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Brooks: We Have To Remind Ourselves We Do Stand For Democracy In The Middle East

David Brooks is still suffering from the delusion that we're "spreading freedom" over in the Middle East.
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David Brooks is still suffering from the delusion that we're "spreading freedom" over in the Middle East. Here he is on this Friday's The PBS Newshour, hoping the audience has an attention span of a flea and has collective amnesia to the point where they can't remember anything that happened more than six years ago.

Host Judy Woodruff asked him about the latest bit of propaganda from ISIS and the death of the Jordanian pilot and whether "the Obama administration’s strategy for dealing with the terrorists in the Middle East, with Islamic State, is it working" and here's how he responded.

DAVID BROOKS: No.

First of all, one part I think is working, these are acts of terror. These are taunts designed the make us feel afraid, designed to make us feel helpless. They’re provocations. They’re not acts of war. It’s more like just an insult to our sense of humanity.

And I think it’s important not to overreact to these individual events. They are — we give them power if we overreact. Having said that, we do need to do what we can, which is limited, to make the Middle East a civilized place for people to live. And Islamic State is a roadblock to that.

And so to me, the things we have to do are things they’re doing to some degree, but not to a sufficient degree. The first is to degrade the Islamic State, which we’re doing the bombing campaigns, at least in Iraq, but not really, with the exception of one town, in Syria. And that means they will forever have a refuge to go to wreak havoc in Iraq and they will be able to make Syria into a hellhole, which it is.

The second thing is, we can’t — it just can’t be a battle over our status vs. their status. They kill one of us. We, or as the Jordanians do, kill two of them. That’s just a descent into barbarism.

And so what have to stand — to remind ourselves, we do stand for democracy. A lot of people have lost faith in that mission. But if we don’t have that mission of making the Middle East — doing what we can to make the Middle East a pluralistic, democratic place, then we have lost the moral high ground. It’s not about morality anymore. It’s just the barbarism that they want to be in charge of and us responding.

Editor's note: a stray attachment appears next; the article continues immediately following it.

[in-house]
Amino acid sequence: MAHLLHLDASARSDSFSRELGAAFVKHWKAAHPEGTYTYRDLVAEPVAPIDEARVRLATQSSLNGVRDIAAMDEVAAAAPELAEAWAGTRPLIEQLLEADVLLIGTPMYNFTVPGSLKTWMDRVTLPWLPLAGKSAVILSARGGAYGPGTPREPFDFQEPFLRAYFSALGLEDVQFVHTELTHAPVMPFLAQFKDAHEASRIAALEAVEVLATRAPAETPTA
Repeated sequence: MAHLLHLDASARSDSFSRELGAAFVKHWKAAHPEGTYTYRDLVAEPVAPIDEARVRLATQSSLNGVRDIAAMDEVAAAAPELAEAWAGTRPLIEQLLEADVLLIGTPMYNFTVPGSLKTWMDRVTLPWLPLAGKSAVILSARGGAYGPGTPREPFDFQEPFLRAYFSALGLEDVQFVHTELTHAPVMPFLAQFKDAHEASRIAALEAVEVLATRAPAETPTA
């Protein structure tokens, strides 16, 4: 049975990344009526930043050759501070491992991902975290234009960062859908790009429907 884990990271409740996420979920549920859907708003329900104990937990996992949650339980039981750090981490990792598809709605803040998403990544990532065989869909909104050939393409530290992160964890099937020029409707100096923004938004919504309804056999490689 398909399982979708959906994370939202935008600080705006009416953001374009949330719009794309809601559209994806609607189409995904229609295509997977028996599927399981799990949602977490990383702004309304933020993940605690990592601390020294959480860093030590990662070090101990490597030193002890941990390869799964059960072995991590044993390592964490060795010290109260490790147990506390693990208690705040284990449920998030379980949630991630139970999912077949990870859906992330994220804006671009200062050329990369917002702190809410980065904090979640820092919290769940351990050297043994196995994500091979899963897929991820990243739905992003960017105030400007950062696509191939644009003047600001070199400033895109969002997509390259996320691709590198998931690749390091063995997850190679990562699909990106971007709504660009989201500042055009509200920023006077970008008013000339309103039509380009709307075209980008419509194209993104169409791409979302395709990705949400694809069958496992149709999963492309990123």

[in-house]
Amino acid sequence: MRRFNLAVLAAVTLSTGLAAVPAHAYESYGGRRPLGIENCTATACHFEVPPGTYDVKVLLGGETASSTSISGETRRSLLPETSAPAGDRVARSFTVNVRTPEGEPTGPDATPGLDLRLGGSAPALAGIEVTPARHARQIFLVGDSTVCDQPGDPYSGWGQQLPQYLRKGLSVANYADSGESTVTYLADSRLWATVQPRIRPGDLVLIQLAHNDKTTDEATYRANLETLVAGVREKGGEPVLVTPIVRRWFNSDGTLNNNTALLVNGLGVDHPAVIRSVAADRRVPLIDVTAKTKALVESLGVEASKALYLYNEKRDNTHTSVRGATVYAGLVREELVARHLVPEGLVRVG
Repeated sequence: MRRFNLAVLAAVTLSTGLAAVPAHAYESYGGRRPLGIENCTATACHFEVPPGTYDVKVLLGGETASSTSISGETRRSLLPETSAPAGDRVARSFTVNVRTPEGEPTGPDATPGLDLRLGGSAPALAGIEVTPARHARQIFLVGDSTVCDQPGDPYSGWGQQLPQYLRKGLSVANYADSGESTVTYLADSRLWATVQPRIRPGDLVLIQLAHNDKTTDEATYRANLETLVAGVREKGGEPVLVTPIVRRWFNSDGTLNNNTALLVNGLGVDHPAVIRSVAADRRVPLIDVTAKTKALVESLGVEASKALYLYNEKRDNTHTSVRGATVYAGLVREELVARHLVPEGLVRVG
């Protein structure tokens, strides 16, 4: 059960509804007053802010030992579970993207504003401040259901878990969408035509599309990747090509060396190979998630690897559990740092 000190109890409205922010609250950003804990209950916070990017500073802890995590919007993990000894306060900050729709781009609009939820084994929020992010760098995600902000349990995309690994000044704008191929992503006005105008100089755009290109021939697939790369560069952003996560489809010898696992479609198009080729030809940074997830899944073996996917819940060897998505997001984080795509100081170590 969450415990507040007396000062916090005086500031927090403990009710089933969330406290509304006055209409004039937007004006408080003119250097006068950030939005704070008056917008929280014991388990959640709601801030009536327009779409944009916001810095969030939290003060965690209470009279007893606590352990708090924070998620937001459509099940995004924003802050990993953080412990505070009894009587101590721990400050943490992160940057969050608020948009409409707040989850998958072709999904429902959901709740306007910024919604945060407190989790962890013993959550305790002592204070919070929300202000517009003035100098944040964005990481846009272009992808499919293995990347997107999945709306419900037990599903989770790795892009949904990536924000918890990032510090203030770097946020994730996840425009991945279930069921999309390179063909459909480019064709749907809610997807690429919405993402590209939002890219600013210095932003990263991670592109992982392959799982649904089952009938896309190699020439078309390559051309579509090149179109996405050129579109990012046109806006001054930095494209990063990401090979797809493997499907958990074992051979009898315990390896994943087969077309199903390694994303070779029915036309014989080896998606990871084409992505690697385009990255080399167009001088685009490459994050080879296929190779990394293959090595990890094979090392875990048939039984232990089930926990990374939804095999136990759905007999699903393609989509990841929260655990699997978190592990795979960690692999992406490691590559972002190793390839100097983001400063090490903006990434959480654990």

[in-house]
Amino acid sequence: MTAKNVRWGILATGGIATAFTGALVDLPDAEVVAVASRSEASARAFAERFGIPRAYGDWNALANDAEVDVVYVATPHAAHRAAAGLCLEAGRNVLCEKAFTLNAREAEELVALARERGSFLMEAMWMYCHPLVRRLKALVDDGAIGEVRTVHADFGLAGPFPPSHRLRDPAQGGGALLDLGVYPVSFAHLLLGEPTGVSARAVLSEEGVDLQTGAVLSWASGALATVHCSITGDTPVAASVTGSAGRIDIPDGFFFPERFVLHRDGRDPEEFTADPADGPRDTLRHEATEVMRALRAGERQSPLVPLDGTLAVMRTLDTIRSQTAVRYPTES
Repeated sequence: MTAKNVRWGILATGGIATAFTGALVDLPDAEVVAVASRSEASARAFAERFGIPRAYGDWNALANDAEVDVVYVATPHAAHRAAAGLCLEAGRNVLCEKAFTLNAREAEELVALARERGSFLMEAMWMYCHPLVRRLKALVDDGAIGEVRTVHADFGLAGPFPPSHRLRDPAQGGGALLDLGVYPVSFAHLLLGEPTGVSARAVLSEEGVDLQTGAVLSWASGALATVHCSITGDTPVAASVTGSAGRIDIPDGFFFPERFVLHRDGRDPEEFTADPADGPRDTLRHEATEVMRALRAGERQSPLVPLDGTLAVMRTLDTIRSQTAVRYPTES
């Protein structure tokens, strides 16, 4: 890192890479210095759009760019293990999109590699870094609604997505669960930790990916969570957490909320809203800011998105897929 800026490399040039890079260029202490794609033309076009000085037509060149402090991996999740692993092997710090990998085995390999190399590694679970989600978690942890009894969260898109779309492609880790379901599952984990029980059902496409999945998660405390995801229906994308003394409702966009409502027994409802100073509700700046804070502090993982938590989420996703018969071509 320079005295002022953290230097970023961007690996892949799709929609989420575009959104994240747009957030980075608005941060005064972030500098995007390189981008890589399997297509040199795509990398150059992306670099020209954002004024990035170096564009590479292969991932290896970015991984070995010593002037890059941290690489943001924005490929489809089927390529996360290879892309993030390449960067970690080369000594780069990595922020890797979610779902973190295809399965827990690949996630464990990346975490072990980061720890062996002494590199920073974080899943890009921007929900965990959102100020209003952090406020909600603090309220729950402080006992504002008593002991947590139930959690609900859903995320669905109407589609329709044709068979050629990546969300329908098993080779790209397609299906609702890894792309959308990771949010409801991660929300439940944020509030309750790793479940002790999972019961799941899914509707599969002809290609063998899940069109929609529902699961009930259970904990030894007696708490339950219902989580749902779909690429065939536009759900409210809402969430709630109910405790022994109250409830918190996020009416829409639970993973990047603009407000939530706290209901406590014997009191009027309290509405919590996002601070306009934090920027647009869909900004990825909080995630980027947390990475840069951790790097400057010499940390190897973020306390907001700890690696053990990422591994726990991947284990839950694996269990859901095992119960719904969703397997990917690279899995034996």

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DAVID BROOKS: A couple of things.

Sometimes, the military has worked. We have saved some towns. We have certainly helped prevent genocide with the bombing campaigns. But it’s been a bit insufficient so far.

The problem, unless you have a moral anchor and having a sense of this is what we believe in, we have heard pluralism, and it’s not going to be democracy for a little while, but at least pluralism politics, is the — and what we’re now in danger of doing is, we’re so offended by Islamic State, we become de facto allies with Bashar al-Assad and the al-Assad regime, because we have essentially stopped attacking them because we figure they’re better than the Islamic State.

And that’s not a place we want to be. The Assad regime is one of the centers of instability in that region. It’s a barbaric, genocidal regime. We can’t be the de facto allies with them because we think it will help defeat Islamic State and we think it will help us with Iran.

And we’re like switching back between the two. And that is a long-term reputational disaster.

The "disaster" is the fact that we went in there and blew the place up to begin with which allowed for the formation of groups like ISIS, but you're never going to get Iraq invasion cheerleaders like Brooks to admit that in a million years. Sorry Bobo, but that shipped sailed years ago if you're actually still worried about our reputation being ruined.

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